This morning when I was driven the hundred steps to my studio I saw two baby wrens wrestling like puppies under the apple tree. With wings it’s awkward to wrestle but that’s what they were doing: flapping, flopping, jumping in battle. Not that far away in the honeysuckle bush in the raspberry enclosure there’s a nest of transcendently beautiful yellow warblers. The infants are said to weigh one-twentieth of an ounce, the size of honeybees. In a couple of months when they reach the size of bumblebees they will take off south to Costa Rica or a neighbouring country where they, of course, have never been. How they’ll find their way is still somewhat of a mystery. There is an implicit, unconscious courage here. Some will flag and drown in the Gulf. In the spring when we used to fish off Key West, returning warblers would occasionally land on our skiff for a rest. Migrating Australian finches are said to stop for nine-second naps, not nearly enough for me. When I sit in my cheap plastic chair in front of the studio I’m brought to a dazed stop pondering the natural world. Here’s a little poem about sitting in this chair, staring at the garden:
Sitting out in my chair near Linda’s garden
a mixture of flowers and vegetables, pink iris,
wild poppies, roses, blue salvia and veronica
among tomatoes, green beans, eggplant and onion.
I think that I sense the far-flung galaxies
and hear a tinge of the solar winds,
maybe not possible but I think it so.
With so many infirmities I await the miraculous.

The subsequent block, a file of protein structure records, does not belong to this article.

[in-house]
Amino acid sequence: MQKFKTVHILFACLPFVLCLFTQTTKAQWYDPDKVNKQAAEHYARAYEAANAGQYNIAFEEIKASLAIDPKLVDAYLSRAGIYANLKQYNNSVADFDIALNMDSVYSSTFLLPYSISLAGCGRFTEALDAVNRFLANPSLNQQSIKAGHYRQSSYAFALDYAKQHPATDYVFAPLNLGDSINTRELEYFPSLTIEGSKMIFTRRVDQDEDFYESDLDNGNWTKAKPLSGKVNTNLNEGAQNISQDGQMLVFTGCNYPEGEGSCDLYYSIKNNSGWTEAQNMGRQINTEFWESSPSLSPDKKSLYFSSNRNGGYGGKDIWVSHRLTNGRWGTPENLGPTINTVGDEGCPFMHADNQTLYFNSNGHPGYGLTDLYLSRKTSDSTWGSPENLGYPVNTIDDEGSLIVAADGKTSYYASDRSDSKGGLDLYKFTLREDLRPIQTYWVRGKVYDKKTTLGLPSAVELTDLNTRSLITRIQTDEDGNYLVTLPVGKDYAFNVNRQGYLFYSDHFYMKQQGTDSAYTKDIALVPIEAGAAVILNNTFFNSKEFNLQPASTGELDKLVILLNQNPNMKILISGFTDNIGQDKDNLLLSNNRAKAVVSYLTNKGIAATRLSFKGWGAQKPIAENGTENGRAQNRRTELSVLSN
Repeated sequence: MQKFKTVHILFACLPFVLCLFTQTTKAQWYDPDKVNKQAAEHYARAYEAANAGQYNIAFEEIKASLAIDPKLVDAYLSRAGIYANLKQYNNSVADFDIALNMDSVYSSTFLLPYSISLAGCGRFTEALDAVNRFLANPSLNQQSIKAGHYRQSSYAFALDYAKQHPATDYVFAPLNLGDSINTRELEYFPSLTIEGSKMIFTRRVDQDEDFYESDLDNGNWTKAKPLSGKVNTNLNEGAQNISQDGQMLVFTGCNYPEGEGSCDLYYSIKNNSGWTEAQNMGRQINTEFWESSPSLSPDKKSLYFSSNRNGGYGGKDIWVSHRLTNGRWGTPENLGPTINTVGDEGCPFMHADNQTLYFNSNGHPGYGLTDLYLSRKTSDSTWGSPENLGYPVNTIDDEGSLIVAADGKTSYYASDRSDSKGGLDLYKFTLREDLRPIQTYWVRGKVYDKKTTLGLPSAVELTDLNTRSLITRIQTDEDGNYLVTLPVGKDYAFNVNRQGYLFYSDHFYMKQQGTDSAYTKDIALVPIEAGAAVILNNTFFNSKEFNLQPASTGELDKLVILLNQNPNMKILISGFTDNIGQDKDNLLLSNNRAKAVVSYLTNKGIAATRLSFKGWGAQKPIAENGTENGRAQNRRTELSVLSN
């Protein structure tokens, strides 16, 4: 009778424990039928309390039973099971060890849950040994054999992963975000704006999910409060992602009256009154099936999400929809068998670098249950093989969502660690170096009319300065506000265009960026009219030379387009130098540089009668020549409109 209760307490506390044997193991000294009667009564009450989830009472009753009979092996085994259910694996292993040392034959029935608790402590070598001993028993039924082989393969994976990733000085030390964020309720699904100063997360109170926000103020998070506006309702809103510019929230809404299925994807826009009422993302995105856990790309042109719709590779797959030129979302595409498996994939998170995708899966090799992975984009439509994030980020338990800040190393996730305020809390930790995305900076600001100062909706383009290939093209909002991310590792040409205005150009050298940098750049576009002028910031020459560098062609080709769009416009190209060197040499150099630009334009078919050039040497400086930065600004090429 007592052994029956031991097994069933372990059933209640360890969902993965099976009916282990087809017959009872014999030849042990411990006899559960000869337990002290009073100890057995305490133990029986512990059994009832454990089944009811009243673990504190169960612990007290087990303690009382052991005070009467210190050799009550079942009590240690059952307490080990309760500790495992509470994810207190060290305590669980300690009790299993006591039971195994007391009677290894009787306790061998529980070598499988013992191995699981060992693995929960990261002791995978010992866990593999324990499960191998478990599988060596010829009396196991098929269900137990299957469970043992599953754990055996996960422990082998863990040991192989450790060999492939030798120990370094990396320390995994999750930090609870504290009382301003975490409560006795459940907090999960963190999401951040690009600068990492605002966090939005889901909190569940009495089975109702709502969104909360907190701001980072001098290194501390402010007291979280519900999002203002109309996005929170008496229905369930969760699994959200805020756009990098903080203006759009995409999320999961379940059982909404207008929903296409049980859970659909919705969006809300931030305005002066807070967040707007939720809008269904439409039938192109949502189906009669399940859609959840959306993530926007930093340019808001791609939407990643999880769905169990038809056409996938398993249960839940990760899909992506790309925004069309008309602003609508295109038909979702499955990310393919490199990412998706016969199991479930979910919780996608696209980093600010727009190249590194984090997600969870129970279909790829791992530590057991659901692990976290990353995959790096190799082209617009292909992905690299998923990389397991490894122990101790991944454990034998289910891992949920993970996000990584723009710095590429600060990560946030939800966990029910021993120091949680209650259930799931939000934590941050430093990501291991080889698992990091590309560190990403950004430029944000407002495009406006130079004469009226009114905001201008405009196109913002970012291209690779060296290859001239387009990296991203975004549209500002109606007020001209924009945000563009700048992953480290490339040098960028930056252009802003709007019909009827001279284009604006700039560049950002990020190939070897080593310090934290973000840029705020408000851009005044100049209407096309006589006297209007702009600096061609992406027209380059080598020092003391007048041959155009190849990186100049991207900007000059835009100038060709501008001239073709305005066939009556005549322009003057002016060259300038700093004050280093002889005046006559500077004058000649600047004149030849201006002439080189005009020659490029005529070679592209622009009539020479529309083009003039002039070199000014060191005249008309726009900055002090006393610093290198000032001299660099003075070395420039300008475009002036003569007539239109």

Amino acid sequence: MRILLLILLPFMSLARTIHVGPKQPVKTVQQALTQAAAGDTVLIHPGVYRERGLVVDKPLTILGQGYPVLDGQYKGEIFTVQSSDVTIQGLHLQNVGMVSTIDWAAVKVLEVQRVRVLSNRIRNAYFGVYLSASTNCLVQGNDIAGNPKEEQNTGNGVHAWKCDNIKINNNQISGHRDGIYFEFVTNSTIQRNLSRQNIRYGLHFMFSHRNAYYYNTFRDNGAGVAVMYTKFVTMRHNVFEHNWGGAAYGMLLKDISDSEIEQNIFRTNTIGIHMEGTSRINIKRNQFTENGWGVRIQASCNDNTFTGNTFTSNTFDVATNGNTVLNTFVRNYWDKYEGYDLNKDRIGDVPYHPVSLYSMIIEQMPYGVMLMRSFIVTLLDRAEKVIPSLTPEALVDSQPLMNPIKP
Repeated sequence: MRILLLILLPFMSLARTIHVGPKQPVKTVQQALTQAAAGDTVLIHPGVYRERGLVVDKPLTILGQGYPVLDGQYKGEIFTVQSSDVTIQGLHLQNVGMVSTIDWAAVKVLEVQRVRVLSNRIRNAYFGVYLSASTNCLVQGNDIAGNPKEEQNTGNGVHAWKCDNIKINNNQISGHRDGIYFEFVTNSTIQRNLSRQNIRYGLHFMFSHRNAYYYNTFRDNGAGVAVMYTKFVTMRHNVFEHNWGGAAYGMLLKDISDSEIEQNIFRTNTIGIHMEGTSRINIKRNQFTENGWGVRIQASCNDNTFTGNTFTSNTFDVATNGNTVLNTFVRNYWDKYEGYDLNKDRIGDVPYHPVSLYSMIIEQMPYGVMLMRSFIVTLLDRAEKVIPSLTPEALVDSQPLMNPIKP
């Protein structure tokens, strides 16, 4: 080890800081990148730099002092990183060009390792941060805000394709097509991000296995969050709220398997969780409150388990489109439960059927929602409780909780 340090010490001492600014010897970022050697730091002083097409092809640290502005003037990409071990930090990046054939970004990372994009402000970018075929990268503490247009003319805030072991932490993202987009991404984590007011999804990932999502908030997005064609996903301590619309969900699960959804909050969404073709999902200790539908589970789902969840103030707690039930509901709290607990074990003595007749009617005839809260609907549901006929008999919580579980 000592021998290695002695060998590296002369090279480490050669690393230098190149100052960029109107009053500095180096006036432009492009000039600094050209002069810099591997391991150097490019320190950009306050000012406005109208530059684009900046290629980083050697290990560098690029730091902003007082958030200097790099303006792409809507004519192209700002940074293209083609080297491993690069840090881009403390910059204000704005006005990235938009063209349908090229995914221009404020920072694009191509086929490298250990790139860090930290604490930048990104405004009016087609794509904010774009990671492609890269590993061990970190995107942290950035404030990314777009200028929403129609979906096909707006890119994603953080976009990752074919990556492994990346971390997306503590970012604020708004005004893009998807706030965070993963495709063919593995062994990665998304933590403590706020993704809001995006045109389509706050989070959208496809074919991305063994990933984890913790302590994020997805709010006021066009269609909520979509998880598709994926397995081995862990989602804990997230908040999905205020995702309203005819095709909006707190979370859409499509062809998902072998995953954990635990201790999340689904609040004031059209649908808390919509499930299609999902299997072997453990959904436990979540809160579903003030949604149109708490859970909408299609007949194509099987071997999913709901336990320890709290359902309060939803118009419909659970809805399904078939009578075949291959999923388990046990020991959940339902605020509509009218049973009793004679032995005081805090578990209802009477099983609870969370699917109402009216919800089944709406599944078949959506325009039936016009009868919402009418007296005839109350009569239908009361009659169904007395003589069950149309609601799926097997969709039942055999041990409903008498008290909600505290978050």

Galaxies are only grand thickets of stars
in which we may hide forever they say.
Where is my dead brother I want to know?
The universe is wilderness. No one answers the phone
because no one has hands, just minds.
The hands have been forgotten back on earth.
Having been brought so low by my body I’ve been working on a survival plan, a bit absurd like all lists. Imagine Caesar’s:
- Trash Egypt
- Conquer Great Britain, including Greenland
- Order a thousand barrels of wine for next year
- Order fifty Tunisian girls. I like their complexions.
That sort of thing. Mine is simply:
- Get back your driver’s licence. I wrote Legends of the Fallin nine days, but I can’t write Legends of the Yard. I had a reckless driving charge last fall and demanded a jury trial. This spring they dropped the charge. I had to take a written test. They looked at my licence and kept it. They wouldn’t give it back. I told them I had driven sixty years and only got one traffic ticket. They seemed not to hear.
- Write poetry. This is the only thing that raises my spirits amid the sodden pain I am experiencing. I sit in this studio during our prolonged heat wave feeling lucky that I am not Mandelstam trying to outrun Stalin in the Russian winter or Lorca standing on the hillside waiting for the high-powered 30.06 bullets to hit his back and ass, designed that way because he was known as gay. When in doubt, work on poems, the only thing that levitates your mood. It is your calling. Your money work— novels, etc.— doesn’t reward your soul. The poet is an anthropologist of the soul.
- Banish the fantasy of moving back to a remote cabin in the Upper Peninsula of Michigan. It wouldn’t be helpful to become a faux Canadian, which I already am. I wanted to be born in Churchill and have a baby polar bear as a pet. I could save my money and come down to the wondrous strip clubs of Sault Ste. Marie, get drunk, and embrace the beauteous strippers who come all the way from Montreal with prime French butts.
- Pay attention, as Zen master Deshimaru said, “as if you had a fire burning in your hair.” Or as D. H. Lawrence said, “The only aristocracy is that of consciousness.” Sort of “he who notices most lives the most,” a slight vulgarization. Just now I noticed a tiny wren baby crawling through tall grass through the lattice construction of the garden fence. He’s doubtless hungry, the most powerful motive.